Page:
Chris Luhring was the fortunate beneficiary of Agoglia’s second First Response adventure, though he didn’t see it that way at first. “When I first met Tad, I was yelling at Tad,” says Luhring, who was the police chief of Parkersburg, Iowa, on May 25, 2008, when another EF5 leveled 46 percent of the buildings in the town and killed seven people, including Luhring’s own aunt.
Luhring was trying to create a secure perimeter for operations and Agoglia’s truck was in the way. When Agoglia told him he was there to help, Luhring didn’t believe him. “At that point, I didn’t trust anybody not from Butler County,” he says. His reaction to a stranger claiming he was there to help for no charge to the city? “I may be traumatized,” Luhring remembers thinking, “but I’m not stupid.”
Yet, Luhring did have some problems that Agoglia was uniquely qualified to solve. Glancing at the destroyed city hall building and the fire trucks rendered inaccessible by twisted steel, and then pointing to his big grapple, Agoglia said, “I can pull out a piece of paper with this grapple, or throw a car across the street.”
Over the next two weeks, Agoglia and his newly formed team did for Parkersburg what he would eventually do for so many other towns in the years that followed: he showed a community full of people who were moving from numb shock to hopeless depression that “things are getting done,” as he puts it. Luhring describes an epic Sunday operation about a week after the tornado hit, where Agoglia and his tiny crew had 30 large county dump trucks roaring back and forth to keep up with him as he cleared an entire city block’s worth of rubble in a day.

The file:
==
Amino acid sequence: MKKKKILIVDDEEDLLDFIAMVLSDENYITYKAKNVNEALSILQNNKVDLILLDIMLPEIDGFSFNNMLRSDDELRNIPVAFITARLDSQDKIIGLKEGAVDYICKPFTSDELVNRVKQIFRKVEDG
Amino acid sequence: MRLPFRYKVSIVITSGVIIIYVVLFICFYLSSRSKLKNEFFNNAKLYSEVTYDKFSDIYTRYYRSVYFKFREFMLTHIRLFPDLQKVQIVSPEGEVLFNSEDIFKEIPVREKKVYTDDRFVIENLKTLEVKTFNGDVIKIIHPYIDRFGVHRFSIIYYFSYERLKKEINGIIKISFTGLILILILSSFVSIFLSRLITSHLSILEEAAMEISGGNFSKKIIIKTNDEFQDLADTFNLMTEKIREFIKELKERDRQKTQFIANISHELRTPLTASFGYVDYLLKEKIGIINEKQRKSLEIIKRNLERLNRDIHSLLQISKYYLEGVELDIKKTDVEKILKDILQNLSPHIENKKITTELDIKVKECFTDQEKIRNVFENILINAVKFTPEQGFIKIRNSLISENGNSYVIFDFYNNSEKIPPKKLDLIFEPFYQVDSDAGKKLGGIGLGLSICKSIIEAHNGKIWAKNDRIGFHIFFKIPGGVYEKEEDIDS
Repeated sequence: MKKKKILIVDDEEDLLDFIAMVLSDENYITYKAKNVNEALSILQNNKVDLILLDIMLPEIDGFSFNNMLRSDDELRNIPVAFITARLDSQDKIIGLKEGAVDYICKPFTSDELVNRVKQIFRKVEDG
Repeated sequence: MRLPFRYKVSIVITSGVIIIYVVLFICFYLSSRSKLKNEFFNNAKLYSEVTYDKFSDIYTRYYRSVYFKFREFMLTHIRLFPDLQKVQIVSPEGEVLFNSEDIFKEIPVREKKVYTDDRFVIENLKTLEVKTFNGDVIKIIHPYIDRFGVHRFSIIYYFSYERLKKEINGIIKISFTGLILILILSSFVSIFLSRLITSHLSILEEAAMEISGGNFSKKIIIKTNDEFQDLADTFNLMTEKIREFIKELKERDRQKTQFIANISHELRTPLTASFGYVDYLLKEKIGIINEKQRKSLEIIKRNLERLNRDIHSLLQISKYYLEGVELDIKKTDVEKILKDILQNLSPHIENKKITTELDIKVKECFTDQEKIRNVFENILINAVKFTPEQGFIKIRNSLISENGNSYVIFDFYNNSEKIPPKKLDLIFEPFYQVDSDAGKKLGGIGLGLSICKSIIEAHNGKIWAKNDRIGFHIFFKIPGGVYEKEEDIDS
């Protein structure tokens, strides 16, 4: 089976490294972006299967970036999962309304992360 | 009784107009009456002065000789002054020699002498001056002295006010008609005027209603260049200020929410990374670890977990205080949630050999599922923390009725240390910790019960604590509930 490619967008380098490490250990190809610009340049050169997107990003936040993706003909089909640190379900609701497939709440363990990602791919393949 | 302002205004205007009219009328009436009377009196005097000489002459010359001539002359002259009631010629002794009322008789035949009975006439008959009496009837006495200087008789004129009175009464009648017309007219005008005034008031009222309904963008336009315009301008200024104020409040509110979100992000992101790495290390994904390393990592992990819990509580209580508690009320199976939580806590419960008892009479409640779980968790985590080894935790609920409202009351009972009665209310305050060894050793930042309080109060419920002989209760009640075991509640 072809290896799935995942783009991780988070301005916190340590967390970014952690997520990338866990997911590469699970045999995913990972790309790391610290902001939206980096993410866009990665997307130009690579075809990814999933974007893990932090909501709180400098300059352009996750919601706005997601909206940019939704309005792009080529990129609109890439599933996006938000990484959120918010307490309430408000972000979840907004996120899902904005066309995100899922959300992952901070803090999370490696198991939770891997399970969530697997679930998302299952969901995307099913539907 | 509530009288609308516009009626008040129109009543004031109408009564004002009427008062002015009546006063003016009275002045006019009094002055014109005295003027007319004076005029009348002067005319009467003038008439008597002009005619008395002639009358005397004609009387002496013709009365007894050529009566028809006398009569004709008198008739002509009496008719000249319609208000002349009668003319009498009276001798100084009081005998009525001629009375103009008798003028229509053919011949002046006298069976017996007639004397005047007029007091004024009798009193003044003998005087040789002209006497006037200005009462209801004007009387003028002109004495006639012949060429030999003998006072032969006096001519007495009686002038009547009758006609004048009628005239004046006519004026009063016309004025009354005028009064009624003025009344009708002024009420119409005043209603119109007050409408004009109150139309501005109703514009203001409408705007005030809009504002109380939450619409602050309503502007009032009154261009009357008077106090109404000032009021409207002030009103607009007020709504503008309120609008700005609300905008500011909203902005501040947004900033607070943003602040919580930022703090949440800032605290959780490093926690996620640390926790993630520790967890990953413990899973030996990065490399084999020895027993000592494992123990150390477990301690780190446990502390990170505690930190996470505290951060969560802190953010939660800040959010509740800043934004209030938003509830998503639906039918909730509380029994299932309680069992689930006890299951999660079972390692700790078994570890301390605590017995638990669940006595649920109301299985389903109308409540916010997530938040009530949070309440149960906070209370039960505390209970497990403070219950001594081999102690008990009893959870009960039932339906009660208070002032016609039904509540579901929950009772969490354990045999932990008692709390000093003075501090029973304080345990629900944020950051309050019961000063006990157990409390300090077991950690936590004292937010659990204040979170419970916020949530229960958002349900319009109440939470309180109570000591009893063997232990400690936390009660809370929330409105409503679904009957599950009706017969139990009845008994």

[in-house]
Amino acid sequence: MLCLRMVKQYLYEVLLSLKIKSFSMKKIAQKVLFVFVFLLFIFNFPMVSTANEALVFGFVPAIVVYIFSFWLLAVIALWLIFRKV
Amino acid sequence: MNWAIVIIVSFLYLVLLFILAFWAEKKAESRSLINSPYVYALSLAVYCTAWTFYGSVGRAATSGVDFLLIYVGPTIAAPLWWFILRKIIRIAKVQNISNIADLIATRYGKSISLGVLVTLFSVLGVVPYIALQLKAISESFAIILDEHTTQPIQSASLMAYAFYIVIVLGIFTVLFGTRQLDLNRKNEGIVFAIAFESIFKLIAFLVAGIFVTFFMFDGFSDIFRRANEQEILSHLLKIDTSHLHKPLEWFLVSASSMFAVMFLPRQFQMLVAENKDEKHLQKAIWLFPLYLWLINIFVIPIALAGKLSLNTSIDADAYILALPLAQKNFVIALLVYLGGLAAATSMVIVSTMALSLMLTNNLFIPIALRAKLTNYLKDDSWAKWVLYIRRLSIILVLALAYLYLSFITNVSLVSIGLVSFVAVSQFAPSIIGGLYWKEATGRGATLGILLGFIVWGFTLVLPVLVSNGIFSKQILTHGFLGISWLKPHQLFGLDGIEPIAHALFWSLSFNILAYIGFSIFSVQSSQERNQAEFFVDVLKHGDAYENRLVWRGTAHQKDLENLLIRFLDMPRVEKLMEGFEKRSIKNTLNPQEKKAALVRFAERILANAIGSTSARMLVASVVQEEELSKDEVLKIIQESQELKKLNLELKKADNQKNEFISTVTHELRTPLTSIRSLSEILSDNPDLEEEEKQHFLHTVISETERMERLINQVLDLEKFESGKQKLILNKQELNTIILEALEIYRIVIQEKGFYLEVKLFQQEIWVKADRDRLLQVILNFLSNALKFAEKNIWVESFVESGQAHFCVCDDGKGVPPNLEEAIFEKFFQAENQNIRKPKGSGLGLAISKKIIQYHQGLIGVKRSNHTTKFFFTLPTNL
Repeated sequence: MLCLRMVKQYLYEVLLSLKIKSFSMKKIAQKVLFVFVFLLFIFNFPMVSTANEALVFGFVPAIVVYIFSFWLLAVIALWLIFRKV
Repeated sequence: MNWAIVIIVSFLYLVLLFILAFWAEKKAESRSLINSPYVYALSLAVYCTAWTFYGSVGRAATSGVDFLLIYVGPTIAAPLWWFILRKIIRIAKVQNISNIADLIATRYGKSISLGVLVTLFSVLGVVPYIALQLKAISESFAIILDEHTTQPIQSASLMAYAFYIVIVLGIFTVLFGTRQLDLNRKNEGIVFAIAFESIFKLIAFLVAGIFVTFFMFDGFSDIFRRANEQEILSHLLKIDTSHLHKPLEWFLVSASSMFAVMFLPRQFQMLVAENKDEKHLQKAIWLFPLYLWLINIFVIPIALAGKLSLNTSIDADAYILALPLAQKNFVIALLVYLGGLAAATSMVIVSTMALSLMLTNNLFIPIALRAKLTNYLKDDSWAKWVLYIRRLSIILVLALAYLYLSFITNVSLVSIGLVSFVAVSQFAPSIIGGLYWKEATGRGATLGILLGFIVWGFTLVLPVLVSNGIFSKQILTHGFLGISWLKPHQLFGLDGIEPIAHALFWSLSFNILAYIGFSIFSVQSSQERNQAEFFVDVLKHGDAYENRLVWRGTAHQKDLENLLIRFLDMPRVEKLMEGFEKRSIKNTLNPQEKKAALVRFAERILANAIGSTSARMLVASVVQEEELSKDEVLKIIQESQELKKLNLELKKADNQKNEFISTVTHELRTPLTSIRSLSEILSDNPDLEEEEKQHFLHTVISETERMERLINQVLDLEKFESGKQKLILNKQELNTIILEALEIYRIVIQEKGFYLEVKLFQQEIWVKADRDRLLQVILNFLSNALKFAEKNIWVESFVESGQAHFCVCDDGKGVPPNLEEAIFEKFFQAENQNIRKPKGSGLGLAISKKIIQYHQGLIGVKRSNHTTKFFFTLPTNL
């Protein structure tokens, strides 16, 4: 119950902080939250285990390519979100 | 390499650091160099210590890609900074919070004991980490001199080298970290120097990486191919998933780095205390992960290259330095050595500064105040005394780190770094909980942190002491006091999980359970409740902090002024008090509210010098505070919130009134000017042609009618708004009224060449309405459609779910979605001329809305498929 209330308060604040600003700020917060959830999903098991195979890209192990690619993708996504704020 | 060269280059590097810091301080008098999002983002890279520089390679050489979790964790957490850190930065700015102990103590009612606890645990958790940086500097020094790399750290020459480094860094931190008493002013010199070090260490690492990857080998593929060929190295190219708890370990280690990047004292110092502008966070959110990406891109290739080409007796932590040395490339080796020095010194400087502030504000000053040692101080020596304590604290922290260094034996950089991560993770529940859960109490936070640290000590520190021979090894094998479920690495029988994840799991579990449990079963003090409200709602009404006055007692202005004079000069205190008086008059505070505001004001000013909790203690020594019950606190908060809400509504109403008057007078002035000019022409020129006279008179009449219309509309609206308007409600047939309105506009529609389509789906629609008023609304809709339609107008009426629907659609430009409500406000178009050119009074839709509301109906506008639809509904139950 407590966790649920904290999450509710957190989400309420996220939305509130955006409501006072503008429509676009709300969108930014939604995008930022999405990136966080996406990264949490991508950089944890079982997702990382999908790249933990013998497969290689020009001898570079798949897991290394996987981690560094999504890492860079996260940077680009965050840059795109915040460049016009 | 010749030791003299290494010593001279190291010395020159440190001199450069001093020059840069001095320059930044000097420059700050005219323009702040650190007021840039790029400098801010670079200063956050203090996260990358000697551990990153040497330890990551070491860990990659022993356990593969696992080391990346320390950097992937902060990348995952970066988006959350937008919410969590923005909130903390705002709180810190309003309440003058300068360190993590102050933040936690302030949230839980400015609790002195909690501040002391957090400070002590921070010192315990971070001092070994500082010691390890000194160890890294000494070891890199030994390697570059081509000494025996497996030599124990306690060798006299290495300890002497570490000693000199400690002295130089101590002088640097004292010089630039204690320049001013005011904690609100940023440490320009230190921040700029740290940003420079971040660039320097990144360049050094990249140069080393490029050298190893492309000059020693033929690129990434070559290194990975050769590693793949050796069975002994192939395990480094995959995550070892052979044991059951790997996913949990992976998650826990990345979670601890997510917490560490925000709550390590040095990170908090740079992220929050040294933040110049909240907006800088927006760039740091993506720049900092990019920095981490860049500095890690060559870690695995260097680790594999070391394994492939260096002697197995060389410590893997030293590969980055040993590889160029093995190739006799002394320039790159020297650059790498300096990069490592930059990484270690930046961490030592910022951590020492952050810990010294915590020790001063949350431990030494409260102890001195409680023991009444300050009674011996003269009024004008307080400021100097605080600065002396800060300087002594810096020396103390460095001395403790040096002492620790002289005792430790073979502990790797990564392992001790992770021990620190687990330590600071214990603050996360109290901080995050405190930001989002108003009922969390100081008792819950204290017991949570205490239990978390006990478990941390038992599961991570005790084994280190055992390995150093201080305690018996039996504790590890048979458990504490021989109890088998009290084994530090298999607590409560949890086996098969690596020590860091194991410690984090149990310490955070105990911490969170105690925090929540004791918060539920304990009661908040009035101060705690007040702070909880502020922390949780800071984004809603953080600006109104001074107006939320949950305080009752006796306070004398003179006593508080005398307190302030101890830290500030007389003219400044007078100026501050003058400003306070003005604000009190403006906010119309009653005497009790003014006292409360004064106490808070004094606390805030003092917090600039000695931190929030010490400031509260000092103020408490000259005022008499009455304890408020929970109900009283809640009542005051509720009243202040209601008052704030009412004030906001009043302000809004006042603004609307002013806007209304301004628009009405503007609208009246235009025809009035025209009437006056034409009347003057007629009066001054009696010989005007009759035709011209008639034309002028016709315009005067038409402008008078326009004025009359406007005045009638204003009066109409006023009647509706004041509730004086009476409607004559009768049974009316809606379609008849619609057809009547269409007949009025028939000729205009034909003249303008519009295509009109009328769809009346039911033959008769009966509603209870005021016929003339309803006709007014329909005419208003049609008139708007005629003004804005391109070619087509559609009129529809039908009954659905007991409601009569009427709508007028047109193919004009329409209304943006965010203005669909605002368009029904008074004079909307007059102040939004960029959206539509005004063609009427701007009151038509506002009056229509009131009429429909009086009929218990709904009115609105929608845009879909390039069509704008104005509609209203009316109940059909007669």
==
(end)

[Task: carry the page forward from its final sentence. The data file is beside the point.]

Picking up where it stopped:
“We don’t solve all the problems. We can’t take away people’s pain, but we can give them a little bit of hope,” Agoglia says. “And they just run with it.”
“I can start crying right now, actually,” Luhring tells ARC nearly seven years later. Now the town’s administrator, he attributes the remarkable speed and scope of Parkersburg’s recovery solely to the start Agoglia gave it. He’s nearly in tears as he describes what he sees as Agoglia’s near-mystical powers of pure altruism.
“In our culture so immersed with celebrity status, Tad doesn’t work for the attention,” Luhring says. “He works for farmers, for poor people.”
FROM SAINTLY TO SUSTAINABLE
But after several years of funding First Response with his own resources, Agoglia was in danger of becoming a poor person himself. He was spending about $70,000 per month fueling and transporting his $2 million worth of equipment from his home base in Lancaster, Pennsylvania. Running out of cash, Agoglia now needed someone to rescue him.
Which is exactly what happened. CNN’s Anderson Cooper ran a story on Agoglia, and a middle manager at Caterpillar’s headquarters in Peoria, Illinois, noticed that much of the equipment Agoglia was using was Cat. Shouldn’t Cat support First Response? Soon Agoglia was offered $250,000 worth of equipment and another $250,000 in cash. As Agoglia scrambled to create a nonprofit organization in order to accept the donation tax-free, Peterbilt stepped forward and offered three free trucks of their own. He’s since received donations of cash, equipment and even personnel from a number of companies as well as individuals.